But the argument for school choice has a long history outside the context of race. For example, it appears in nearly identical form in John Stuart Mill’s On Liberty (1859) exactly 100 years earlier. Like Mill, Nutter and Buchanan genuinely believed that their proposed system would provide a better education for all students. Given the way integration had been so strongly resisted by state governments in the south, their proposal, with all of its imperfections, would have plausibly been better than the status quo at delivering more integration. This is consistent with Buchanan’s career-long objections to utopian policy proposals, preferring instead imperfect changes that have a more realistic chance of improving people’s lives on the margin, even if they fall short of an imagined ideal.
MacLean also claims that public choice theory involves no empirical work (p. 42), and that no empirical support exists for it, ignoring the vast quantity of empirical research in its flagship journal Public Choice, including in the very first issue. The irony here is that she employs zero quantitative or statistical data to back up any of the empirical claims she makes about the failures of free markets or the influence of ideas (e.g., the very questionable claim that James Buchanan was highly influential in bringing people to libertarianism). Her reference to Charles Dickens’s novels, which are fiction, as a way to “grasp the reality of unregulated capitalism” is both an abuse of literature and nothing resembling empirical evidence.
And, most important, Phil Magness (2017a, 2017b) has pointed out that neither John Calhoun’s nor Donald Davidson’s name appears anywhere in the index of the 20 volumes of Buchanan’s collected works. There is one mention of the Southern Agrarians in his autobiography, but not as an intellectual influence. Buchanan names his intellectual influences in several places in his work, and neither of those names appears in those lists. It is stunning to anyone reasonably familiar with Buchanan’s work to read MacLean’s passages in which she gives prominence to those thinkers. There is simply no evidence whatsoever to support that intellectual influence. They appear to be figments of her imagination. Finally, nearly absent from the book is Buchanan’s teacher at Chicago, Frank Knight. He appears briefly as she discusses Buchanan’s Chicago experience, but she has no discussion of his role as a deep influence on a number of aspects of Buchanan’s thought. This is an enormous omission on her part, as anyone even casually familiar with Buchanan’s work would recognize.
In addition, she is unable to correctly explain the idea of concentrated benefits and diffuse costs in the context of public choice’s explanation of the growth of government. Her discussion of Buchanan’s Southern Economic Association presidential address “What Should Economists Do?” shows that she does not understand what economists mean by “allocation problems” — it’s not about “resource distribution” and inequality. She gets the message of Buchanan’s “The Samaritan’s Dilemma” article completely backward. She also completely misreads Buchanan and Tullock’s (1962) discussion in The Calculus of Consent about the tradeoff between external costs and decisionmaking costs in the context of the role of the Constitution in 1900 and 1960, claiming they argue the exact opposite of what they do, as the next sentence after her truncated quote shows (p. 80). She claims (p. 290, fn. 42) that Tyler Cowen’s (1998) In Praise of Commercial Culture “elaborated on old shibboleths” from Ludwig von Mises’s (1956) The Anti-Capitalistic Mentality, which only demonstrates that she either did not read or did not understand either book, as their overlap is minimal and their major claims are completely orthogonal to each other. At some point, her consistent pattern of misusing and misreading her sources, and always in the same way, has to lead even a sympathetic reader to wonder whether there is something more at work here than confirmation bias resulting from having exceeded her intellectual limits.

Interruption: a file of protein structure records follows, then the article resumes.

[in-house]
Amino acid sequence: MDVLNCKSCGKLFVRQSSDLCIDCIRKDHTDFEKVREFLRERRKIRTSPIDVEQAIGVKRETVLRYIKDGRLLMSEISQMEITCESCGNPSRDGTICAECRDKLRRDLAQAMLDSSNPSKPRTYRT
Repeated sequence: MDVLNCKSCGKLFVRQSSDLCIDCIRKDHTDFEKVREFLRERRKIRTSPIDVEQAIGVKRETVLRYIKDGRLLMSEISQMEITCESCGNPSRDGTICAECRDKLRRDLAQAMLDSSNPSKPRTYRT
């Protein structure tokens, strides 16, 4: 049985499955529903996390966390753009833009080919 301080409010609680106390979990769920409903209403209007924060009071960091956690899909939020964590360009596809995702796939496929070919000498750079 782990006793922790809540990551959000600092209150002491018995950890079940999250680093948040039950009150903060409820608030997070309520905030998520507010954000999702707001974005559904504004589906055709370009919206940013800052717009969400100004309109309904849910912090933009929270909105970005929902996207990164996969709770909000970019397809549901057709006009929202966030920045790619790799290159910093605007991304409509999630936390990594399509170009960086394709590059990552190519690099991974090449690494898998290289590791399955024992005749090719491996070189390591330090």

Having had our work so deeply misunderstood and maligned, including our commitment to improving the lives of all citizens, it’s understandable how strongly so many public choice scholars, and libertarian academics more broadly, have reacted to the book. In turn, MacLean has accused those scholars of a “coordinated attack,” and, at one point, claimed that “Koch operatives” were trying to destroy her reputation and silence her. The truth is simpler: when you attack a well-respected and beloved scholar and the ideas that many other living scholars take very seriously, they aren’t going to roll over and play dead. The pushback against MacLean’s book has included very careful documentation of her errors and misrepresentations as summarized above. Her response has been not to address the particular criticisms but to, instead, maintain the rhetoric of being unfairly “under attack” by the forces of the right. Her unwillingness to respond to the chapter-and-verse criticisms of her misinterpretations, misuse of sources, and unsupported claims is further evidence that concern with the truth is not her primary objective.